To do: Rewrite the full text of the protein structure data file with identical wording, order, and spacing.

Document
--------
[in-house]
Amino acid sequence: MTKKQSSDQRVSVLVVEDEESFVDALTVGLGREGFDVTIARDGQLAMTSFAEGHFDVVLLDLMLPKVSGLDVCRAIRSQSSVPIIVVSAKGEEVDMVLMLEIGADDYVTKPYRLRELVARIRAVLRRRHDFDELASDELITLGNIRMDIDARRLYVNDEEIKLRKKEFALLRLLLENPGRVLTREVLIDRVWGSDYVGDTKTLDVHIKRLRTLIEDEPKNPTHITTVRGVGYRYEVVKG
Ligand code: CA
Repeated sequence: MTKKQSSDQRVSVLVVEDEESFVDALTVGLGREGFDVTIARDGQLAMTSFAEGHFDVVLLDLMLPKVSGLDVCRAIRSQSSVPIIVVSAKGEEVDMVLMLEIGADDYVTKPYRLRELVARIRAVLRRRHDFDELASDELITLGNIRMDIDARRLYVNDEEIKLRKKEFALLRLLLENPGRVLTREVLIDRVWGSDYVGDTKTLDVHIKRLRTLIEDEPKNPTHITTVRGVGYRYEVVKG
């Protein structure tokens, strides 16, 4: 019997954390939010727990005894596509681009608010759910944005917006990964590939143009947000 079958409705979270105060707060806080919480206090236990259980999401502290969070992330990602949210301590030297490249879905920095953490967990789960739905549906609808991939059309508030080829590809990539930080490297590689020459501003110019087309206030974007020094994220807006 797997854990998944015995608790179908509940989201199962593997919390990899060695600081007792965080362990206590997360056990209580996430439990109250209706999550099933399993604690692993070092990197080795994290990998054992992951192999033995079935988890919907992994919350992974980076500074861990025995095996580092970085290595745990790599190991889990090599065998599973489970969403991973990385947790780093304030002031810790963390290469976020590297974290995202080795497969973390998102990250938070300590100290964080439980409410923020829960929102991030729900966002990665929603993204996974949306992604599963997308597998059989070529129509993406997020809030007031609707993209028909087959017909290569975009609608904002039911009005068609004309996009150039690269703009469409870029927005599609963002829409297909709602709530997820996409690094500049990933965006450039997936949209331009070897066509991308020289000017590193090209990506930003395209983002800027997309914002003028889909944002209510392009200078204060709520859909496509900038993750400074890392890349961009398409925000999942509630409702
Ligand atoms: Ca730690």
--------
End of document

[in-house]
Amino acid sequence: MTKKQSSDQRVSVLVVEDEESFVDALTVGLGREGFDVTIARDGQLAMTSFAEGHFDVVLLDLMLPKVSGLDVCRAIRSQSSVPIIVVSAKGEEVDMVLMLEIGADDYVTKPYRLRELVARIRAVLRRRHDFDELASDELITLGNIRMDIDARRLYVNDEEIKLRKKEFALLRLLLENPGRVLTREVLIDRVWGSDYVGDTKTLDVHIKRLRTLIEDEPKNPTHITTVRGVGYRYEVVKG
Ligand code: CA
Repeated sequence: MTKKQSSDQRVSVLVVEDEESFVDALTVGLGREGFDVTIARDGQLAMTSFAEGHFDVVLLDLMLPKVSGLDVCRAIRSQSSVPIIVVSAKGEEVDMVLMLEIGADDYVTKPYRLRELVARIRAVLRRRHDFDELASDELITLGNIRMDIDARRLYVNDEEIKLRKKEFALLRLLLENPGRVLTREVLIDRVWGSDYVGDTKTLDVHIKRLRTLIEDEPKNPTHITTVRGVGYRYEVVKG
């Protein structure tokens, strides 16, 4: 019997954390939010727990005894596509681009608010759910944005917006990964590939143009947000 079958409705979270105060707060806080919480206090236990259980999401502290969070992330990602949210301590030297490249879905920095953490967990789960739905549906609808991939059309508030080829590809990539930080490297590689020459501003110019087309206030974007020094994220807006 797997854990998944015995608790179908509940989201199962593997919390990899060695600081007792965080362990206590997360056990209580996430439990109250209706999550099933399993604690692993070092990197080795994290990998054992992951192999033995079935988890919907992994919350992974980076500074861990025995095996580092970085290595745990790599190991889990090599065998599973489970969403991973990385947790780093304030002031810790963390290469976020590297974290995202080795497969973390998102990250938070300590100290964080439980409410923020829960929102991030729900966002990665929603993204996974949306992604599963997308597998059989070529129509993406997020809030007031609707993209028909087959017909290569975009609608904002039911009005068609004309996009150039690269703009469409870029927005599609963002829409297909709602709530997820996409690094500049990933965006450039997936949209331009070897066509991308020289000017590193090209990506930003395209983002800027997309914002003028889909944002209510392009200078204060709520859909496509900038993750400074890392890349961009398409925000999942509630409702
Ligand atoms: Ca730690």